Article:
The Tide does have an edge in big-game experience. Alabama is 19-6 against Top 25 teams the past four seasons and has won six of the last seven such games.

``I think the more you listen to Coach Saban talk, and his philosophy on this, the more true they become,'' Alabama center Barrett Jones said. ``It doesn't matter as much about the other team, it's more about you. When you look at the film, as good as the other team is, every time we've lost a game around here it's not because they just did amazing things, it's because we didn't execute.

``I'm not taking away anything from any team that we've ever played, that's just the facts. So you learn to focus on yourself, and being better as a unit on the offensive line, and usually things take care of themselves.''

Mullen, though, has been part of national championship teams as Florida's offensive coordinator, so he's no stranger to the magnitude. He said it was evident that the players' intensity picked up this week.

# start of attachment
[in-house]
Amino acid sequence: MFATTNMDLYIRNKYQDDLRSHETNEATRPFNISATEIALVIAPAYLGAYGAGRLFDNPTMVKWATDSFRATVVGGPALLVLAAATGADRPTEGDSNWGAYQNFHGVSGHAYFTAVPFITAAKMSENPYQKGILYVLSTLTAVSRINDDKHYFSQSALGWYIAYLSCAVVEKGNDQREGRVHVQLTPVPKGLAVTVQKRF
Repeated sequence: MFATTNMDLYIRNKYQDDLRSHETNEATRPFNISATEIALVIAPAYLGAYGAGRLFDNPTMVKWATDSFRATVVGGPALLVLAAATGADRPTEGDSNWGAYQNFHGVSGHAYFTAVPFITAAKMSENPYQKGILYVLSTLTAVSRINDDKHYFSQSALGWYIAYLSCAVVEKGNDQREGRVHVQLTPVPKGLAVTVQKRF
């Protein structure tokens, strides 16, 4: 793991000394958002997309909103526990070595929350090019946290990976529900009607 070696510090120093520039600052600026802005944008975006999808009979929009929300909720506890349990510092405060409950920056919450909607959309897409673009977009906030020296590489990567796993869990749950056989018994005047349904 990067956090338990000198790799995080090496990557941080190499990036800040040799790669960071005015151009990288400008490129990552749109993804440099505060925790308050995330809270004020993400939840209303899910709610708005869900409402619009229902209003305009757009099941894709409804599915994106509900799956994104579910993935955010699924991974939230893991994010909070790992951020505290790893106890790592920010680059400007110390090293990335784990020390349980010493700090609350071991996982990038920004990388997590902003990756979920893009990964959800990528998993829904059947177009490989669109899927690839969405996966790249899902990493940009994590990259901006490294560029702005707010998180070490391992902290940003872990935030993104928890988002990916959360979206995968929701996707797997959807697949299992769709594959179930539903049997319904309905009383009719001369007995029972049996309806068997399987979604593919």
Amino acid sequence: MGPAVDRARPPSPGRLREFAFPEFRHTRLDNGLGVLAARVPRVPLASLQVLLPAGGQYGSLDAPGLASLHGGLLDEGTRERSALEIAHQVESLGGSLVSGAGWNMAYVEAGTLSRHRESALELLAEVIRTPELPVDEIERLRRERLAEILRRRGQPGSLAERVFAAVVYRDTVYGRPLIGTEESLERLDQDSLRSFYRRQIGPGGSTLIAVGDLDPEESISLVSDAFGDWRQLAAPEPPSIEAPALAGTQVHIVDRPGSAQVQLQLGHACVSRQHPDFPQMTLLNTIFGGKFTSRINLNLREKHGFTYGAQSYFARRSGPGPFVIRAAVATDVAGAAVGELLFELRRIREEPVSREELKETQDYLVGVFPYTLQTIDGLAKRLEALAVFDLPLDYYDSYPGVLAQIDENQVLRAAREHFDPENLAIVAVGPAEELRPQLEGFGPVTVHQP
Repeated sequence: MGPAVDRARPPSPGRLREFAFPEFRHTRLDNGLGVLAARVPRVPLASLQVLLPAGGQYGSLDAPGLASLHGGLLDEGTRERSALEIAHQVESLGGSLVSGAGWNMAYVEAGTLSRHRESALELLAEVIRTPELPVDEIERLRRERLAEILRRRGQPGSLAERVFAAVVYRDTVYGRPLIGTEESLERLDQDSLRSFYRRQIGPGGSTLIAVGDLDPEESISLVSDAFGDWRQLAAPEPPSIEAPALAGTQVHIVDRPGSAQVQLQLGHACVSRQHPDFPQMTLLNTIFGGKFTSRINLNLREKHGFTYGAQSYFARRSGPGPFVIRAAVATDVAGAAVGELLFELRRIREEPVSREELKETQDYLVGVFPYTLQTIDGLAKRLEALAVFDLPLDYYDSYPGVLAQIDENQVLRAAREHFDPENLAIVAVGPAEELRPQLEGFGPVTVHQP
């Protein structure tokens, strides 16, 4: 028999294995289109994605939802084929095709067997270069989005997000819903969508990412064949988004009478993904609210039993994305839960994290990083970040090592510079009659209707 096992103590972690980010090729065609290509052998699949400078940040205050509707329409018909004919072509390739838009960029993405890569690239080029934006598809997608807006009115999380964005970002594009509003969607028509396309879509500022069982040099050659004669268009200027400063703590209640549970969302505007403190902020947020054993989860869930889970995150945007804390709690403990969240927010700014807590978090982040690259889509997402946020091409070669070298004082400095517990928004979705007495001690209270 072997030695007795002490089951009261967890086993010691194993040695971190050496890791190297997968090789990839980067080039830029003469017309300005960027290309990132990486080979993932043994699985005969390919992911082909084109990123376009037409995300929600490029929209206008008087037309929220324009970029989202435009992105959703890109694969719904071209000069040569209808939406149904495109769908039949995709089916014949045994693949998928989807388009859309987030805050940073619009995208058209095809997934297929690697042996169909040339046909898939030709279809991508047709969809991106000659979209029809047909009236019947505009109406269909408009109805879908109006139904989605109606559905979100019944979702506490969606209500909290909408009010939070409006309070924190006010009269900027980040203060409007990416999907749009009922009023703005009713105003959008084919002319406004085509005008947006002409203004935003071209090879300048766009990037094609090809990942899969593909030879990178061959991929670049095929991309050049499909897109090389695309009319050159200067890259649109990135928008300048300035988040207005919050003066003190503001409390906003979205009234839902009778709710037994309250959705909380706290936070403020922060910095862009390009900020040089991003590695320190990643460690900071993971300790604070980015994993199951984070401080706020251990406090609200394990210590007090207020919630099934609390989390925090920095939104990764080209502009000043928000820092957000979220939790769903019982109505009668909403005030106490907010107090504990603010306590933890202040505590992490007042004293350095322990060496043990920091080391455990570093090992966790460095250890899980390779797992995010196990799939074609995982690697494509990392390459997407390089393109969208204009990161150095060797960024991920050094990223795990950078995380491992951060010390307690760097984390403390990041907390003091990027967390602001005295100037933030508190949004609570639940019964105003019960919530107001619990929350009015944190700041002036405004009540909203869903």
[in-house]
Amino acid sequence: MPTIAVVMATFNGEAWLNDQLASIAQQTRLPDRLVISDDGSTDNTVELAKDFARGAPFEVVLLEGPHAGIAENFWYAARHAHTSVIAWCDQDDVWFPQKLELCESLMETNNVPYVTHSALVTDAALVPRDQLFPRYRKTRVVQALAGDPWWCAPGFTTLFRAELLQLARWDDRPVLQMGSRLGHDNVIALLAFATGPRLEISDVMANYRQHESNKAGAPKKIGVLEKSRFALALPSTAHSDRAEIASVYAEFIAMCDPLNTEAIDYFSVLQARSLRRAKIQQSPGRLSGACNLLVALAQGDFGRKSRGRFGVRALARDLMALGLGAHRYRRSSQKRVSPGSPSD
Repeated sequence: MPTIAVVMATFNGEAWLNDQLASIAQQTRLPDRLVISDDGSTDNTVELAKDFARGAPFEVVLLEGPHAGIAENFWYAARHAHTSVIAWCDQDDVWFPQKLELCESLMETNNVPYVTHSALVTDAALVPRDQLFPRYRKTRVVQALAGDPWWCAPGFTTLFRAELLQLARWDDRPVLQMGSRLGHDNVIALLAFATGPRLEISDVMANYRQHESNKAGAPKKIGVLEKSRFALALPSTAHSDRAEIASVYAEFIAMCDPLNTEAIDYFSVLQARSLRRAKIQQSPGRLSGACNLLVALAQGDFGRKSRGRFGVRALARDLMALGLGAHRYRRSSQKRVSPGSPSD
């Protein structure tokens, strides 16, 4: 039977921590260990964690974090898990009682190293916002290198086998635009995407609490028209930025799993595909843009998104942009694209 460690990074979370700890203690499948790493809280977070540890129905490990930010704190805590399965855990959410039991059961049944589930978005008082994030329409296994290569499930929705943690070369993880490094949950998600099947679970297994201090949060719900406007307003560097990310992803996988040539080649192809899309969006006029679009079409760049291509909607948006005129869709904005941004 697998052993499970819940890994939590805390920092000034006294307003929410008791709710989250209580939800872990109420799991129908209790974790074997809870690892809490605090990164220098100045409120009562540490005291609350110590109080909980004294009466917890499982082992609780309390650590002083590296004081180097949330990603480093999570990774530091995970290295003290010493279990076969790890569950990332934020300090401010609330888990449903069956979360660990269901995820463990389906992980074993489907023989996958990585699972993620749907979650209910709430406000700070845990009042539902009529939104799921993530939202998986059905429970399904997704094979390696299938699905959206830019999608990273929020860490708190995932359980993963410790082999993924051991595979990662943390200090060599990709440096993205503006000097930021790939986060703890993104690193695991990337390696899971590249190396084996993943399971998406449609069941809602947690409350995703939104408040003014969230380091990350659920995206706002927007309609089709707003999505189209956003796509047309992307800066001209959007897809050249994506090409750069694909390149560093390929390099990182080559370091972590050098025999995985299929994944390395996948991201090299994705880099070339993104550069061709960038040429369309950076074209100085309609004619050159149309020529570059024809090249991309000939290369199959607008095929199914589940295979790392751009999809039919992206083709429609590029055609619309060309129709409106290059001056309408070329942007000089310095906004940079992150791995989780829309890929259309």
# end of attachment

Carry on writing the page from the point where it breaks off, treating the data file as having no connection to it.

``You say you want to treat it like any other week, but we're stepping our game up,'' linebacker Cameron Lawrence said. ``We're hyped. We're excited. Just walking around today all the guys have a glow in their eye. They're ready for some action.''


AP Sports Writer David Brandt in Starkville, Miss., contributed to this report.


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Phil Chenier becomes fifth Bullets player to ever have his jersey retired


Phil Chenier becomes fifth Bullets player to ever have his jersey retired

On the newest banner that hangs from the rafters at Capital One Arena, a small microphone - embroidered with a white 33 - is subtly stitched into the bottom left corner. 

You'd barely notice it was there; Phil Chenier certainly didn't.